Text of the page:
The year 2016 has not been good for hedge funds, which are currently being criticized over their general underperformance. This year has also been bad for billionaire Leon Cooperman’s Omega Advisors In September, the US Securities and Exchange Commission accused Cooperman and his firm of insider trading. If proven guilty, the billionaire could end up selling some of his holdings to pay for the penalties. It has gotten to a point that the fund is said to be setting aside some of its assets to pay for legal costs in case they spiral beyond projections.
Meanwhile, based on Insider Monkey’s comprehensive back-test, Omega Advisors returned 0.04% per month between 1999 and 2012 and -0.42% per month between 2008 and 2012 from its positions in companies with market caps above $20 billion, lagging behind S&P 500 returns of 0.32% per month between 1999 and 2012 and 0.29% per month between 2008 and 2012. To be clear, Cooperman is a good stock picker, he is just not good at picking large-cap stocks. Cooperman’s all stock picks outperformed the S&P 500 Index by more than 6.5% annually between 1999 and 2012. So, you can potentially achieve much higher returns if you ignore his large-cap picks, like Alphabet Inc (GOOG) or Microsoft Corporation (MSFT), and focus on his smaller stock picks.
Amid the negative perception on hedge funds and some of the people that run them, Insider Monkey points out that there still are high-performing hedge funds worth the investment; the 30 mid-cap stocks that these hedge funds had selected went on to generate a return of 18% in the 12 months ending November 21, surpassing the S&P 500 Index’s 7.6% return in the same period. And out of 659 hedge funds tracked by Insider Monkey, 627 funds containing at least 5 long positions in companies valued at $1 billion or more have gained 8.3% in returns on average from their long picks, a full 5.0 percentage above S&P 500 ETF returns. Nevertheless, it pays to be aware of the stock picks that Cooperman made.
As of the third quarter, Omega Advisors decreased its holding in American International Group Inc (NYSE:AIG) by 17% to about 2.40 million shares valued at $142.28 million. The insurance company has engaged in a couple of M&A transactions last month, during which it agreed to transfer its life insurance business in Japan to FWD Group and closed the sale of the International Finance Centre Seoul to Brookfield Asset Management Inc (NYSE:BAM). Recently, Barclays upgraded the insurer to “Outperform” from “Market Perform” and attached a $75 price target, projecting that the company will benefit from federal tax cuts in 2018.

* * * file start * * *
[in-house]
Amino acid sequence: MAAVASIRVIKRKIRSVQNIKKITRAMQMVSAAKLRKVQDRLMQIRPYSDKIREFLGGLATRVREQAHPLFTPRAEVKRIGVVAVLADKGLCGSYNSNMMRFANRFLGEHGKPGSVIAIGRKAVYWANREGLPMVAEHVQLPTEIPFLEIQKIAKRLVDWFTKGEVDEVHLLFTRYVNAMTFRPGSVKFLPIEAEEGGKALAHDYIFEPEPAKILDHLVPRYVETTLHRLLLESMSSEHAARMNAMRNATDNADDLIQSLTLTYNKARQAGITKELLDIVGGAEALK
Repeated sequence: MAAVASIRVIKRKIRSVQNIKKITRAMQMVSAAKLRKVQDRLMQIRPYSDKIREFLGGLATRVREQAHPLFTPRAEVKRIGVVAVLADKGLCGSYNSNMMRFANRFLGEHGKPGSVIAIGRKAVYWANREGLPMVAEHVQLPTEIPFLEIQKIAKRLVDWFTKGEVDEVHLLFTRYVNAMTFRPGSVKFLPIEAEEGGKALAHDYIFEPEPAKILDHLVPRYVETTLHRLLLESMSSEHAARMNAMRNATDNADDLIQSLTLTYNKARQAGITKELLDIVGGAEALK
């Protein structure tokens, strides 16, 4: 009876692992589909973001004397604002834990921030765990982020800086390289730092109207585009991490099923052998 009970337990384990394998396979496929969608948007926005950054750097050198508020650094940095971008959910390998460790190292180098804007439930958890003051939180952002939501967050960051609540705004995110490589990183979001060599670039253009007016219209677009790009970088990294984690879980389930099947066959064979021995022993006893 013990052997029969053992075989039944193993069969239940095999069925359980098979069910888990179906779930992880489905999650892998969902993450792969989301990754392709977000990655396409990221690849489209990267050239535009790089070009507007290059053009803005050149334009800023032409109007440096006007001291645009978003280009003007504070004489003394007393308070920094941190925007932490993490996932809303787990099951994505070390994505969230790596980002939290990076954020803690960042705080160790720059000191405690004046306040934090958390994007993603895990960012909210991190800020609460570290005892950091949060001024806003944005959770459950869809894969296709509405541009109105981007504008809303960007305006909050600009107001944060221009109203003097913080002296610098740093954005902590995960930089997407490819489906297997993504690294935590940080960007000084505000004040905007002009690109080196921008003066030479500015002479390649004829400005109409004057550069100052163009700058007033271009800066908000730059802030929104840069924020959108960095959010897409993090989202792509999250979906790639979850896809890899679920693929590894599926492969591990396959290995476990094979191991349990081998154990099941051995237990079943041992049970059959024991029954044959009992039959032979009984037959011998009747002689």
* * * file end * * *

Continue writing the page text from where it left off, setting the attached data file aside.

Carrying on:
Year to date, the company’s stock rose by 6%. Among hedge funds tracked by Insider Monkey, 82 held positions in American International Group Inc (NYSE:AIG) at the end of the third quarter. These positions, worth more than $6.99 billion in the aggregate, represented around 12.30% of the outstanding stock.
Omega Advisors also unloaded 38% of its Alphabet Inc (NASDAQ:GOOG) position in the third quarter, ending the period with 161,156 class A shares worth $129.58 million. The company recently formed a new unit called Waymo, which consists of the self-driving car project formerly under Google. Though the new unit, Alphabet is planning to work with other companies for the self-driving technology, gearing its focus beyond creating a separate vehicle without steering, while putting the project into the position of potentially generating revenue sooner than previously expected. Among hedge funds tracked by Insider Monkey, 134 held positions in Alphabet Inc. (NASDAQ: GOOG) at the end of the third quarter, up from 126 in the second quarter.